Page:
Displaying an unconventional shape inspired by the Australian coastline, the Rest House in Victoria, Australia was developed by Tim Spicer Architects in collaboration with Col Bandy Architects. Both the architects and the owners-an active retiring couple-share a love for sailing and this imposing residence reflects their passion. You may have noticed the project’s butterfly roof, which resembles a boat’s hull. The unusual inclined walls also come with a functional purpose: that of protecting the garden from southerly winds.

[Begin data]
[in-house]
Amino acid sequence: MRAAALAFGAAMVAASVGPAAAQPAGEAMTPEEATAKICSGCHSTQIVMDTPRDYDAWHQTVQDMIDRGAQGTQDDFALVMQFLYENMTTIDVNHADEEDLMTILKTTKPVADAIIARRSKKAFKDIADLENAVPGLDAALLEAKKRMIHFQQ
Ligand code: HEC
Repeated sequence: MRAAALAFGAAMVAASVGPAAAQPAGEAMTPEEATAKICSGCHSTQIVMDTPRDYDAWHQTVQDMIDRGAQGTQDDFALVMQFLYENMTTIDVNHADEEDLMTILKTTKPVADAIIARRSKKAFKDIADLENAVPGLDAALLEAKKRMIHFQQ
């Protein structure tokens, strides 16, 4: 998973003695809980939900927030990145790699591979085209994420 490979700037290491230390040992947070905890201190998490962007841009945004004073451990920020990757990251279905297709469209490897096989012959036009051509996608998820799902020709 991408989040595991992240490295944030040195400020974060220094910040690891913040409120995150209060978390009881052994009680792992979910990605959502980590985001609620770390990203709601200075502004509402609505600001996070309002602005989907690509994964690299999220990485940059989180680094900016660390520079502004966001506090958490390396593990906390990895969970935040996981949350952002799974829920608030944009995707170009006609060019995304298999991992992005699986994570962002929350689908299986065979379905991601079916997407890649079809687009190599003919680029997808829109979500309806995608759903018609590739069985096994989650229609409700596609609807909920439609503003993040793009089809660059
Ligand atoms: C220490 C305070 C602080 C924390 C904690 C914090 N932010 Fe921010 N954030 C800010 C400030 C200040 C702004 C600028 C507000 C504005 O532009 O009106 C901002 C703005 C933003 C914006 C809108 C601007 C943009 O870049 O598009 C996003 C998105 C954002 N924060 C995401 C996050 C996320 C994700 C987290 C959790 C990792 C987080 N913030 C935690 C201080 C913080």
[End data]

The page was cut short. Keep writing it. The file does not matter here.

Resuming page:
All interiors exude a feeling of space and neatness and the layout was imagined as follows: “The first floor contains a large kitchen, dining and living area and, at its easterly end, spills onto an entertaining terrace and garden at the rear of the block. At the west end of the house, the living room opens up onto a large cantilevered deck, enclosed by stainless-steel mesh, which provides a protected vantage point overlooking the valley below“. The bottom level contains two guest bedrooms, wet areas and a lock-up garage. Concrete, glass, corten and galvanized steel were the main materials employed, adapting the design to its harsh coastal location.